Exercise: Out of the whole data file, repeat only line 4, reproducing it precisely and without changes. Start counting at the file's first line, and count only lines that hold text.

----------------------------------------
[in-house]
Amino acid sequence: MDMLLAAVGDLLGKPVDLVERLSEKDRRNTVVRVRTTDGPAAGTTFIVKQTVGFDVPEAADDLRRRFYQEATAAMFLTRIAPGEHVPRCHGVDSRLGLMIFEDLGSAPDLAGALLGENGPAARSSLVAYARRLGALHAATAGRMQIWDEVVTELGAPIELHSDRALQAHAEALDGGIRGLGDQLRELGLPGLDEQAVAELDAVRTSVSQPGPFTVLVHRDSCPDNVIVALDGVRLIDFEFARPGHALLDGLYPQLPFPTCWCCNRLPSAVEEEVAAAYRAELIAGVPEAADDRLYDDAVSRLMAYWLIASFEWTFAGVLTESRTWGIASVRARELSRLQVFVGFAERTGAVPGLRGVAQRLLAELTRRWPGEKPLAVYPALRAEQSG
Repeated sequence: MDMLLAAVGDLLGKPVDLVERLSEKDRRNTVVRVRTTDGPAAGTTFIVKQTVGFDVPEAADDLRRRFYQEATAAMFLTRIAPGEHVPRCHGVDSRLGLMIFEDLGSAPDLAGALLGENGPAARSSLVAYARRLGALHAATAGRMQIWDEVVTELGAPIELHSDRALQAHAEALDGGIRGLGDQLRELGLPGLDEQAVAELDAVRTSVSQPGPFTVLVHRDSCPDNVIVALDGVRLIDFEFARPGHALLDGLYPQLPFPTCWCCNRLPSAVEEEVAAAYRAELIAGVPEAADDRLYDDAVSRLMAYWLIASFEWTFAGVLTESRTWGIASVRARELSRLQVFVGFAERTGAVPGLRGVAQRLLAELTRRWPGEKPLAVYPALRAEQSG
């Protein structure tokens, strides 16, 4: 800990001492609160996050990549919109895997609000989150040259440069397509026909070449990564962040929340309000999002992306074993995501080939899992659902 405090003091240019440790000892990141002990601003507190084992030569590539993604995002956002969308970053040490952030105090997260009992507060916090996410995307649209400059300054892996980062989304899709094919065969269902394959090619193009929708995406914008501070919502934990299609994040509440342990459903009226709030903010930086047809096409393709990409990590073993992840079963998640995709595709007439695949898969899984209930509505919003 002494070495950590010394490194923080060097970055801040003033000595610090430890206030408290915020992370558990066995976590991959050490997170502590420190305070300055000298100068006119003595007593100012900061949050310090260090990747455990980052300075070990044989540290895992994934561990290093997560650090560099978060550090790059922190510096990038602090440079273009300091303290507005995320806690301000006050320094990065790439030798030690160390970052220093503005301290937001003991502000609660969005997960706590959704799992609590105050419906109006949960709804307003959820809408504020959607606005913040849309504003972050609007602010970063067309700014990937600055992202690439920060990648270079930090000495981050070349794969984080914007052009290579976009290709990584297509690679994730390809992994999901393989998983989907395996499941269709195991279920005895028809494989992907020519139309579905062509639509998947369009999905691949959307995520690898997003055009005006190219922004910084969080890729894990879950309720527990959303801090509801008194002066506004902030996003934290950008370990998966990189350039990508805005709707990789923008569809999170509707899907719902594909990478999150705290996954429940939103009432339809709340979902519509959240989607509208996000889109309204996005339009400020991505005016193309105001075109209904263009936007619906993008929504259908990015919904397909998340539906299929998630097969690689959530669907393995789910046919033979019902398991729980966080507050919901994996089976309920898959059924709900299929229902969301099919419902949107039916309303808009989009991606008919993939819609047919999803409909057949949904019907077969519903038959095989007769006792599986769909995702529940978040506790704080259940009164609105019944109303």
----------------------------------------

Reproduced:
């Protein structure tokens, strides 16, 4: 800990001492609160996050990549919109895997609000989150040259440069397509026909070449990564962040929340309000999002992306074993995501080939899992659902 405090003091240019440790000892990141002990601003507190084992030569590539993604995002956002969308970053040490952030105090997260009992507060916090996410995307649209400059300054892996980062989304899709094919065969269902394959090619193009929708995406914008501070919502934990299609994040509440342990459903009226709030903010930086047809096409393709990409990590073993992840079963998640995709595709007439695949898969899984209930509505919003 002494070495950590010394490194923080060097970055801040003033000595610090430890206030408290915020992370558990066995976590991959050490997170502590420190305070300055000298100068006119003595007593100012900061949050310090260090990747455990980052300075070990044989540290895992994934561990290093997560650090560099978060550090790059922190510096990038602090440079273009300091303290507005995320806690301000006050320094990065790439030798030690160390970052220093503005301290937001003991502000609660969005997960706590959704799992609590105050419906109006949960709804307003959820809408504020959607606005913040849309504003972050609007602010970063067309700014990937600055992202690439920060990648270079930090000495981050070349794969984080914007052009290579976009290709990584297509690679994730390809992994999901393989998983989907395996499941269709195991279920005895028809494989992907020519139309579905062509639509998947369009999905691949959307995520690898997003055009005006190219922004910084969080890729894990879950309720527990959303801090509801008194002066506004902030996003934290950008370990998966990189350039990508805005709707990789923008569809999170509707899907719902594909990478999150705290996954429940939103009432339809709340979902519509959240989607509208996000889109309204996005339009400020991505005016193309105001075109209904263009936007619906993008929504259908990015919904397909998340539906299929998630097969690689959530669907393995789910046919033979019902398991729980966080507050919901994996089976309920898959059924709900299929229902969301099919419902949107039916309303808009989009991606008919993939819609047919999803409909057949949904019907077969519903038959095989007769006792599986769909995702529940978040506790704080259940009164609105019944109303």